American Millennials--the generation born in the 1980s and 1990s--have been leaving organized religion in unprecedented numbers. For a long time, the Church of Jesus Christ of Latter-day Saints was an exception: nearly three-quarters of people who grew up Mormon stayed that way into adulthood. In The Next Mormons, Jana Riess demonstrates that things are starting to change. Drawing on a large-scale national study of four generations of current and former Mormons as well as dozens of in-depth personal interviews, Riess explores the religious beliefs and behaviors of young adult Mormons, finding that while their levels of belief remain strong, their institutional loyalties are less certain than their parents' and grandparents'. For a growing number of Millennials, the tensions between the Church's conservative ideals and their generation's commitment to individualism and pluralism prove too high, causing them to leave the faith-often experiencing deep personal anguish in the process. Those who remain within the fold are attempting to carefully balance the Church's strong emphasis on the traditional family with their generation's more inclusive definition that celebrates same-sex couples and women's equality. Mormon families are changing too. More Mormons are remaining single, parents are having fewer children, and more women are working outside the home than a generation ago. The Next Mormons offers a portrait of a generation navigating between traditional religion and a rapidly changing culture.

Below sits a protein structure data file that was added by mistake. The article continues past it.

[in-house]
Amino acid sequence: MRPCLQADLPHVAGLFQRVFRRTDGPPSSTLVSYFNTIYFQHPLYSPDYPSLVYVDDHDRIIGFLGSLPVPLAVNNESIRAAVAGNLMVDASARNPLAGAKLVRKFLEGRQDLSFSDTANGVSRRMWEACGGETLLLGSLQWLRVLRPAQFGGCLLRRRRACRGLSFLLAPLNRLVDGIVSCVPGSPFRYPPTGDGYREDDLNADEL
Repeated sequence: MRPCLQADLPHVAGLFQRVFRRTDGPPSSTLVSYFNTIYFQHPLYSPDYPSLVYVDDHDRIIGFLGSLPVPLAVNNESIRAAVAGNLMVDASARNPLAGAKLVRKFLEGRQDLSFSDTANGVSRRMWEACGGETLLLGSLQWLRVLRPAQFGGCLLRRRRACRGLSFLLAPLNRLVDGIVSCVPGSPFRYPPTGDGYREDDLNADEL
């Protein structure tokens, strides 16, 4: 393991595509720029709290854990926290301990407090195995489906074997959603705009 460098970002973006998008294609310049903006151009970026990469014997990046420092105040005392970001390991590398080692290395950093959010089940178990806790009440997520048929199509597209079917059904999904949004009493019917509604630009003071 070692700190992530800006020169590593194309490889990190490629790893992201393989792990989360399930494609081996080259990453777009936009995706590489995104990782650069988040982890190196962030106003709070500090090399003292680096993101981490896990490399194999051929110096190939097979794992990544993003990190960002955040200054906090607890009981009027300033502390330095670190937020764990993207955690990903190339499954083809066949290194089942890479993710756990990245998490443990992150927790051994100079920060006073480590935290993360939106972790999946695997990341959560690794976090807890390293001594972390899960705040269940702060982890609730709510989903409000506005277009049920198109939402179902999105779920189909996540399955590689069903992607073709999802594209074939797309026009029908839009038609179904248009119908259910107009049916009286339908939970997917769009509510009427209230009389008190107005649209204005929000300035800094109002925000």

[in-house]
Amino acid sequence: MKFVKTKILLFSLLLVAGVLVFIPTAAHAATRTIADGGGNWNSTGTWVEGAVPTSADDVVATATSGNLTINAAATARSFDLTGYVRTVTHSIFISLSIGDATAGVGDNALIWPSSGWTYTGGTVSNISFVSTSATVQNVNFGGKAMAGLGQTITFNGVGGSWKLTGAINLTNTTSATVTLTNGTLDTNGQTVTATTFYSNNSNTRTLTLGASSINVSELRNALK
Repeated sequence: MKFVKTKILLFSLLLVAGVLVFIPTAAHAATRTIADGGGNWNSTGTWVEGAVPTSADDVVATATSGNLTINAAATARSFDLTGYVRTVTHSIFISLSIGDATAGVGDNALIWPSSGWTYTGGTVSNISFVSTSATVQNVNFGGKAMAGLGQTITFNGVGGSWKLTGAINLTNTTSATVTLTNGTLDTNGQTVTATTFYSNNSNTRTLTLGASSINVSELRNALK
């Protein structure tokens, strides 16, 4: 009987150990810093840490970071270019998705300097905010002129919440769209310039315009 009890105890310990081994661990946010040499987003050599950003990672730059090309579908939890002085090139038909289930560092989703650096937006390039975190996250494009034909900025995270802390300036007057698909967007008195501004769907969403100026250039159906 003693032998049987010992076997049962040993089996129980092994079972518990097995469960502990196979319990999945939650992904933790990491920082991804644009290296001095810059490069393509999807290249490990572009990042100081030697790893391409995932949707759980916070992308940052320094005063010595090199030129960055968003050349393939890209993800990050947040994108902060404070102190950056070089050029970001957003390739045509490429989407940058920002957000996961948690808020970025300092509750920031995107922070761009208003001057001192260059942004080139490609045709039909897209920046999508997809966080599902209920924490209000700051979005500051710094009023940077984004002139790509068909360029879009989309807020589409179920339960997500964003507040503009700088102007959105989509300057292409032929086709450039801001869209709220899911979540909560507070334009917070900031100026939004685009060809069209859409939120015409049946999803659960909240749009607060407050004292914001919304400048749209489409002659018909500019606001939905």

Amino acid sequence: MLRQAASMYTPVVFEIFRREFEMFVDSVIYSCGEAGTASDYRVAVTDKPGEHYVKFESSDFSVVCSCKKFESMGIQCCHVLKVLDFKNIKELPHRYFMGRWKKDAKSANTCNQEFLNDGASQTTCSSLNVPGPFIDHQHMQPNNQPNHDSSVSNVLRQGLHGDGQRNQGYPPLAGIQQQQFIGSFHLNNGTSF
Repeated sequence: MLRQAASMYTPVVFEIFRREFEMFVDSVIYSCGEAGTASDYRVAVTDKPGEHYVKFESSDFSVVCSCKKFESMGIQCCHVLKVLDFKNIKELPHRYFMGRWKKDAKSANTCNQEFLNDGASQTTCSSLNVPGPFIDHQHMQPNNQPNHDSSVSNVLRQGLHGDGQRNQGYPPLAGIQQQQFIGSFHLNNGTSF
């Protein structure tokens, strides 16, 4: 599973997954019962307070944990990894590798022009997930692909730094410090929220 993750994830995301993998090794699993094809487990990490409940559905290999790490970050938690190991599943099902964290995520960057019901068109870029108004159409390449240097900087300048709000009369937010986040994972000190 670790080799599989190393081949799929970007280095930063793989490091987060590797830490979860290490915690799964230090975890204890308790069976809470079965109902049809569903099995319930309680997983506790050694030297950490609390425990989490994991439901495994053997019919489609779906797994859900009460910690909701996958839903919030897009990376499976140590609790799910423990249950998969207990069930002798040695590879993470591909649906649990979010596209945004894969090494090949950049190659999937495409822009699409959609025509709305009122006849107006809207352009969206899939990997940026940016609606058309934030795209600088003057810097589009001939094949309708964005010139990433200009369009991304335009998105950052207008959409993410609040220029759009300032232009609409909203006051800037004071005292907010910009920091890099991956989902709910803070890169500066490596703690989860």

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This 2016 survey asks surface-level, non-controversial questions about LDS religiosity, staying, leaving, active, inactive, etc. Yet, the data doesn't delve into or examine the family rifts that happen when people question or leave all together. Small snippets relay a few respondent's personal experiences but that's it. The scope was also narrow, US-specific, and excluded the FLDS contingent.
I was also disappointed by the low number of BIPOC, converts, and gender-related experiences. Missions are such an integral part of the LDS experience, but this book doesn't dig into the effects of those trips on the missionaries and the communities they're embedded in after missions end. The book just covers data around missionaries active status after they return.
The anecdotal stories from select BIPOC and female-identifying respondents were fascinating and the best, most insightful parts of this book. Sadly, that was a very small part of the overall piece and LDS as a whole.
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